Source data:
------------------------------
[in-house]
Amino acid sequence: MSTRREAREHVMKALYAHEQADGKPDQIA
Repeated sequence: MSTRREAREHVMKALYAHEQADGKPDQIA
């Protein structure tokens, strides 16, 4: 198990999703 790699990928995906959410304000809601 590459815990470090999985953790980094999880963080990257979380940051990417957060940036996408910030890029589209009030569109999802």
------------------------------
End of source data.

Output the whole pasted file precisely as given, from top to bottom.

[in-house]
Amino acid sequence: MSTRREAREHVMKALYAHEQADGKPDQIA
Repeated sequence: MSTRREAREHVMKALYAHEQADGKPDQIA
């Protein structure tokens, strides 16, 4: 198990999703 790699990928995906959410304000809601 590459815990470090999985953790980094999880963080990257979380940051990417957060940036996408910030890029589209009030569109999802």